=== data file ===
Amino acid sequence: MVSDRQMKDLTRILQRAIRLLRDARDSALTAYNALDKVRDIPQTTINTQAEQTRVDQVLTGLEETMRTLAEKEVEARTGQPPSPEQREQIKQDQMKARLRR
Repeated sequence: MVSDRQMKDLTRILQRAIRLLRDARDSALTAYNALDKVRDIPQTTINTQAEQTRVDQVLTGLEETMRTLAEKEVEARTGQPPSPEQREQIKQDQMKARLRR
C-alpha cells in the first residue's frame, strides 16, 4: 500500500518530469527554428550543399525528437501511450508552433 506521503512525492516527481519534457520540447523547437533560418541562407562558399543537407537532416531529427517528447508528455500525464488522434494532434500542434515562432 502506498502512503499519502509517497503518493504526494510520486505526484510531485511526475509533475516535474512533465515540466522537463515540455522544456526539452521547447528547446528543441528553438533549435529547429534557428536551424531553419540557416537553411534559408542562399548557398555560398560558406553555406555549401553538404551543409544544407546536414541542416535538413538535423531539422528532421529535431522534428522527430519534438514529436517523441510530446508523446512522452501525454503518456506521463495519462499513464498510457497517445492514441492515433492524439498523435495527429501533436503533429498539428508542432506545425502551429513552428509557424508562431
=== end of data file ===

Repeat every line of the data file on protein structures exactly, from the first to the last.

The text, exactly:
Amino acid sequence: MVSDRQMKDLTRILQRAIRLLRDARDSALTAYNALDKVRDIPQTTINTQAEQTRVDQVLTGLEETMRTLAEKEVEARTGQPPSPEQREQIKQDQMKARLRR
Repeated sequence: MVSDRQMKDLTRILQRAIRLLRDARDSALTAYNALDKVRDIPQTTINTQAEQTRVDQVLTGLEETMRTLAEKEVEARTGQPPSPEQREQIKQDQMKARLRR
C-alpha cells in the first residue's frame, strides 16, 4: 500500500518530469527554428550543399525528437501511450508552433 506521503512525492516527481519534457520540447523547437533560418541562407562558399543537407537532416531529427517528447508528455500525464488522434494532434500542434515562432 502506498502512503499519502509517497503518493504526494510520486505526484510531485511526475509533475516535474512533465515540466522537463515540455522544456526539452521547447528547446528543441528553438533549435529547429534557428536551424531553419540557416537553411534559408542562399548557398555560398560558406553555406555549401553538404551543409544544407546536414541542416535538413538535423531539422528532421529535431522534428522527430519534438514529436517523441510530446508523446512522452501525454503518456506521463495519462499513464498510457497517445492514441492515433492524439498523435495527429501533436503533429498539428508542432506545425502551429513552428509557424508562431